Also formed on the insert 26 are one or more protrusions 28. These protrusions 28 are formed to be cooperatively accepted into corresponding apertures within the cap 2A to hold the cap 2A and reed 3 to the insert 26 (see FIG. 7, below). When assembled, then (and as shown in FIGS. 4 and 6), the position control handle 8 can be cycled through an arc to engage and disengage the reed 3 from the bicycle's spokes. We can see a depiction of this travel by examining FIG. 6.
FIG. 6 is an end view of the device 11 of FIGS. 4 and 5. As shown, the position control handle 8 can be cycled through the arc depicted by dashed lines. In response, the cap 2A will rotate as shown by the arc, and finally, the reed 3 will be forced to travel along the dashed arc also. Further detail is also shown here regarding this new preferred design for the pipe mount 4A. As shown, the pipe mount 4A comprises a hub-engaging portion 20 configured to conform to the shape of the bicycle's frame. The pipe mount 4A further comprises a frame-engaging portion 22 that is essentially a saddle-shaped brace for resting against the bicycle's frame.
Now turning to FIG. 7, we can examine the improvement in the cap assembly of this new design. FIG. 7 is an exploded partial perspective view of the cap 2A, reed 3 and insert 26 of the device of FIGS. 4-6. As shown, the cap 2A is formed with at least one aperture 30 formed therein to accept the protrusions 28 extending from the insert 26. Furthermore, the insert 26 and cap 2A are both formed with notches in them (not numbered) such that the elongated portion of the reed 3 can extend therethrough.
The change in the cap 2A and insert 26 design provides at least two benefits over the design of FIGS. 1-3: (1) the cap 2A can be easily removed by simply pressing in on the (spring-loaded or biasing) protrusions 28 (to disengage them from the apertures 30, and then pulling the cap 2A off; and (2) this design permits the entire device 11 to be constructed from molded plastic, thereby decreasing manufacturing cost without reducing the longevity of the device.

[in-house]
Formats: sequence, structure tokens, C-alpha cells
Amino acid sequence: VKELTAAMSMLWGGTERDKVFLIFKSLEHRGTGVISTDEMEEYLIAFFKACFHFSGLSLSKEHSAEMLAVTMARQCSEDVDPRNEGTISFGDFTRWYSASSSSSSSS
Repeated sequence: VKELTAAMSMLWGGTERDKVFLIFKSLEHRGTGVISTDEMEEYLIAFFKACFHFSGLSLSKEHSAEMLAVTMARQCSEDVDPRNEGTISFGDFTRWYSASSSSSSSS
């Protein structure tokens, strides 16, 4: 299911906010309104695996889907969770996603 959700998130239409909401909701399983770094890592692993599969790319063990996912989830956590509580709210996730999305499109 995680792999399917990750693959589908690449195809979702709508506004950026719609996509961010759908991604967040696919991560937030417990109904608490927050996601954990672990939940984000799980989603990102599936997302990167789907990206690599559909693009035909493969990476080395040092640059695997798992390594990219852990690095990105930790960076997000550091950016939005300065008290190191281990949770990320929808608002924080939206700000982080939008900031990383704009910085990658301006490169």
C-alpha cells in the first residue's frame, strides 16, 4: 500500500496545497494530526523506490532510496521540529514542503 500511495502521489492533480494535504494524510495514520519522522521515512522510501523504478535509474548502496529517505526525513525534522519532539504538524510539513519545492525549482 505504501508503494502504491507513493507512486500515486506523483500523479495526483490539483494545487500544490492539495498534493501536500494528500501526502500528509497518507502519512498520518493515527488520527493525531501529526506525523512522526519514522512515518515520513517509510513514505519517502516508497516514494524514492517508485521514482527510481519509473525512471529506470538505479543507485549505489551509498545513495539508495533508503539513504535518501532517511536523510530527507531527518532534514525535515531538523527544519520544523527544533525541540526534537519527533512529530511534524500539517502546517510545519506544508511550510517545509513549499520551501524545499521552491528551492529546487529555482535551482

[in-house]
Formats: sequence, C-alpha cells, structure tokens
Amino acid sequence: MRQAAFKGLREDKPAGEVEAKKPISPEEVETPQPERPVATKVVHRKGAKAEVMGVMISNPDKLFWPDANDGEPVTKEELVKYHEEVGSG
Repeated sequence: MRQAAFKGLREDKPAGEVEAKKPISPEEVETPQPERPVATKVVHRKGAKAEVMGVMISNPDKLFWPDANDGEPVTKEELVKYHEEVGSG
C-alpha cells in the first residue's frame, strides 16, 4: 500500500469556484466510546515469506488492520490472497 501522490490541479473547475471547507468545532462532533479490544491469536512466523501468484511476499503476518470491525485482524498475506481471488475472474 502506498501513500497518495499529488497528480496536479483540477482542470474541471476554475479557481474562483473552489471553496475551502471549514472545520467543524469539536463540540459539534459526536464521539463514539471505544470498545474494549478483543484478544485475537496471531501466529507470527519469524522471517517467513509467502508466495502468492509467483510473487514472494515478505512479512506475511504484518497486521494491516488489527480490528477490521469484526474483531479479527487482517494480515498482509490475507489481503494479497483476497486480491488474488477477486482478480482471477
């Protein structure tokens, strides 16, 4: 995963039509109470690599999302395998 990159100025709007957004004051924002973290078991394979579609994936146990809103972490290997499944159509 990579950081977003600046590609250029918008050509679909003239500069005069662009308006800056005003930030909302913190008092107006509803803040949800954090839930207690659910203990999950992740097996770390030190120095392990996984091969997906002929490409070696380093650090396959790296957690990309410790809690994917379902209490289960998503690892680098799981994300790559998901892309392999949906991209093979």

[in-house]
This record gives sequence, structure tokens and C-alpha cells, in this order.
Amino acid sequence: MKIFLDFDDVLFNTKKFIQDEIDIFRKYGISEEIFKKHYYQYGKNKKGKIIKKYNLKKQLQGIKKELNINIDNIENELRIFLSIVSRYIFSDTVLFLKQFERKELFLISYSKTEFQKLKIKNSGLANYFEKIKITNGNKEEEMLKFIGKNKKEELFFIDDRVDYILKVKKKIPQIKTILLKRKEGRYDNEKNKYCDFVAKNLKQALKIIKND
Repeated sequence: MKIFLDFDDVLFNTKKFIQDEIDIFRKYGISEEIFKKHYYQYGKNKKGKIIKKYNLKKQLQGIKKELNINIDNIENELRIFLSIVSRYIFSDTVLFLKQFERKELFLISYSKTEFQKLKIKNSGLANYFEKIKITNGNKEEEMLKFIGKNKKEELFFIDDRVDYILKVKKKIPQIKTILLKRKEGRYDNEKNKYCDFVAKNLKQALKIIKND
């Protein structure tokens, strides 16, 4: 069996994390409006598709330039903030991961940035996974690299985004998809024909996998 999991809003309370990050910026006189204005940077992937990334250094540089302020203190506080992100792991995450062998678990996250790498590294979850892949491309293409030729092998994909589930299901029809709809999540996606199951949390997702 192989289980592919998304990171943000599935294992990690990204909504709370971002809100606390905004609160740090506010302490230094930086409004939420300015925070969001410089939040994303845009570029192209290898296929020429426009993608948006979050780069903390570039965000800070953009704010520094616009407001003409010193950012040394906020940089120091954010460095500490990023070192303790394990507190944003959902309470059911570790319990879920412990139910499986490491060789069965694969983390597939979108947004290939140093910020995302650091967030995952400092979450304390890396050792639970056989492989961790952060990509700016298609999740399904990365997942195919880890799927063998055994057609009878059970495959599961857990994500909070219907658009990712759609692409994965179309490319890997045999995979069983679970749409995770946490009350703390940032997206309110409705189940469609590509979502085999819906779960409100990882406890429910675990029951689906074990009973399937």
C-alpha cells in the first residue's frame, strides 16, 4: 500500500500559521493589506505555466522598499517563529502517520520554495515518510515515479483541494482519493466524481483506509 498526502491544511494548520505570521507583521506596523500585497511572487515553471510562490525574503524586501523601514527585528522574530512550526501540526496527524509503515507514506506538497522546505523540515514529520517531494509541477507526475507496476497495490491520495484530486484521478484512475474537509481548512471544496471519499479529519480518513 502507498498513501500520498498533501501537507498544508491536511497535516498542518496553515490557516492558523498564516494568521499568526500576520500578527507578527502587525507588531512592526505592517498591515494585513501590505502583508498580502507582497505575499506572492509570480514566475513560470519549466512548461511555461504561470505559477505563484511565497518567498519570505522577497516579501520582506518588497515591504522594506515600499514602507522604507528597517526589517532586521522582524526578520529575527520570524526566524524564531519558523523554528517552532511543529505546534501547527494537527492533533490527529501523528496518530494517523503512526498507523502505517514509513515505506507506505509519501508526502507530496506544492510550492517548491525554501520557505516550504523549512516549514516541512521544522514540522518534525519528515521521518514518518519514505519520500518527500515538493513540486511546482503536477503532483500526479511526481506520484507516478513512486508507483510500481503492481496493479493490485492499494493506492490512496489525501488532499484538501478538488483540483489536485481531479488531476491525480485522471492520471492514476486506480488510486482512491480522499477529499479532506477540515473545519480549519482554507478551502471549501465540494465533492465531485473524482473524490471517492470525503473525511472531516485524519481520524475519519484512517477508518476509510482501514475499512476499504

Those skilled in the art will appreciate that various adaptations and modifications of the just-described preferred embodiment can be configured without departing from the scope and spirit of the invention. Therefore, it is to be understood that, within the scope of the appended claims, the invention may be practiced other than as specifically described herein.
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|US7694988||Apr 13, 2010||Sturtevant Productions Inc.||Bicycle sound generator|
|US8439384||Mar 23, 2012||May 14, 2013||William M. Woods||Sound generating device|
|US20040116045 *||Nov 25, 2003||Jun 17, 2004||Coleman Ronald L.||Amusement and alert accessory for bicycles|
|US20040178605 *||Mar 10, 2004||Sep 16, 2004||Lyon Zachary W.||Bicycle identity plate with integrated sound producing element|
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|U.S. Classification||446/404, 446/397, 280/288.4|
|International Classification||A63H5/00, B62J3/00|
|Cooperative Classification||B62J3/00, A63H5/00|
|European Classification||B62J3/00, A63H5/00|
|Jan 8, 2007||FPAY||Fee payment|
Year of fee payment: 4
|Feb 14, 2011||REMI||Maintenance fee reminder mailed|
|Jul 8, 2011||LAPS||Lapse for failure to pay maintenance fees|
|Aug 30, 2011||FP||Expired due to failure to pay maintenance fee|
Effective date: 20110708